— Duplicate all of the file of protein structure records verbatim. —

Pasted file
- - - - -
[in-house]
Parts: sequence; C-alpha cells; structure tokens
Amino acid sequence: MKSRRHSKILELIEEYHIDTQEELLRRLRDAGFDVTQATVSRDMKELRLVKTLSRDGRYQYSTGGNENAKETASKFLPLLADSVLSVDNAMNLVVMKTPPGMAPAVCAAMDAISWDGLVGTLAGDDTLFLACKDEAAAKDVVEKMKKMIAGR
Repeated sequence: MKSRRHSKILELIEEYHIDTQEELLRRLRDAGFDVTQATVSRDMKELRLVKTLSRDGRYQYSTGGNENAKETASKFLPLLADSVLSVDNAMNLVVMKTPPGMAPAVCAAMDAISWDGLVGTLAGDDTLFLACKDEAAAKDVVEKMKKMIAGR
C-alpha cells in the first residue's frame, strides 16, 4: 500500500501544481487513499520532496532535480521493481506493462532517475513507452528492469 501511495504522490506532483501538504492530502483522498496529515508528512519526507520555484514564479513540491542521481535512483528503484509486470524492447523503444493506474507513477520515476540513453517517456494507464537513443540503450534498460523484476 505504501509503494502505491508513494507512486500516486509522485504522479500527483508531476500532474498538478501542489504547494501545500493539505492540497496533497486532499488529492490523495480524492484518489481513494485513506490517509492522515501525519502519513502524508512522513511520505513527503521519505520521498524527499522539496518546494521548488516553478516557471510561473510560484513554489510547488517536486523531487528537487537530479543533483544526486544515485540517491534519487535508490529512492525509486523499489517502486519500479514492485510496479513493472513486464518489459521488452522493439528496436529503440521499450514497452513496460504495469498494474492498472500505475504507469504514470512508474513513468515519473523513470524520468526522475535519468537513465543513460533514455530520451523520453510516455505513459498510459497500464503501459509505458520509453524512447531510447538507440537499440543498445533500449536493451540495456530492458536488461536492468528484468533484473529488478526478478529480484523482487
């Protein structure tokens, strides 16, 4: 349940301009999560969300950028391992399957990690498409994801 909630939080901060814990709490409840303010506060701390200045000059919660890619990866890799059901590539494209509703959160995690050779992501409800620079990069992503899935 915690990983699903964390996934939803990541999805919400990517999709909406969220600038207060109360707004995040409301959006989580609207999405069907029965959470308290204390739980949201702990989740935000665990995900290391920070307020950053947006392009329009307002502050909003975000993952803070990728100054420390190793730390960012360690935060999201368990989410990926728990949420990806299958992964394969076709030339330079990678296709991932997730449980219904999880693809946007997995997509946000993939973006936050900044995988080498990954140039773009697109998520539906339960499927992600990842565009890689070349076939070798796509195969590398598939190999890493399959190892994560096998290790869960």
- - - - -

[in-house]
Parts: sequence; C-alpha cells; structure tokens
Amino acid sequence: MKSRRHSKILELIEEYHIDTQEELLRRLRDAGFDVTQATVSRDMKELRLVKTLSRDGRYQYSTGGNENAKETASKFLPLLADSVLSVDNAMNLVVMKTPPGMAPAVCAAMDAISWDGLVGTLAGDDTLFLACKDEAAAKDVVEKMKKMIAGR
Repeated sequence: MKSRRHSKILELIEEYHIDTQEELLRRLRDAGFDVTQATVSRDMKELRLVKTLSRDGRYQYSTGGNENAKETASKFLPLLADSVLSVDNAMNLVVMKTPPGMAPAVCAAMDAISWDGLVGTLAGDDTLFLACKDEAAAKDVVEKMKKMIAGR
C-alpha cells in the first residue's frame, strides 16, 4: 500500500501544481487513499520532496532535480521493481506493462532517475513507452528492469 501511495504522490506532483501538504492530502483522498496529515508528512519526507520555484514564479513540491542521481535512483528503484509486470524492447523503444493506474507513477520515476540513453517517456494507464537513443540503450534498460523484476 505504501509503494502505491508513494507512486500516486509522485504522479500527483508531476500532474498538478501542489504547494501545500493539505492540497496533497486532499488529492490523495480524492484518489481513494485513506490517509492522515501525519502519513502524508512522513511520505513527503521519505520521498524527499522539496518546494521548488516553478516557471510561473510560484513554489510547488517536486523531487528537487537530479543533483544526486544515485540517491534519487535508490529512492525509486523499489517502486519500479514492485510496479513493472513486464518489459521488452522493439528496436529503440521499450514497452513496460504495469498494474492498472500505475504507469504514470512508474513513468515519473523513470524520468526522475535519468537513465543513460533514455530520451523520453510516455505513459498510459497500464503501459509505458520509453524512447531510447538507440537499440543498445533500449536493451540495456530492458536488461536492468528484468533484473529488478526478478529480484523482487
């Protein structure tokens, strides 16, 4: 349940301009999560969300950028391992399957990690498409994801 909630939080901060814990709490409840303010506060701390200045000059919660890619990866890799059901590539494209509703959160995690050779992501409800620079990069992503899935 915690990983699903964390996934939803990541999805919400990517999709909406969220600038207060109360707004995040409301959006989580609207999405069907029965959470308290204390739980949201702990989740935000665990995900290391920070307020950053947006392009329009307002502050909003975000993952803070990728100054420390190793730390960012360690935060999201368990989410990926728990949420990806299958992964394969076709030339330079990678296709991932997730449980219904999880693809946007997995997509946000993939973006936050900044995988080498990954140039773009697109998520539906339960499927992600990842565009890689070349076939070798796509195969590398598939190999890493399959190892994560096998290790869960």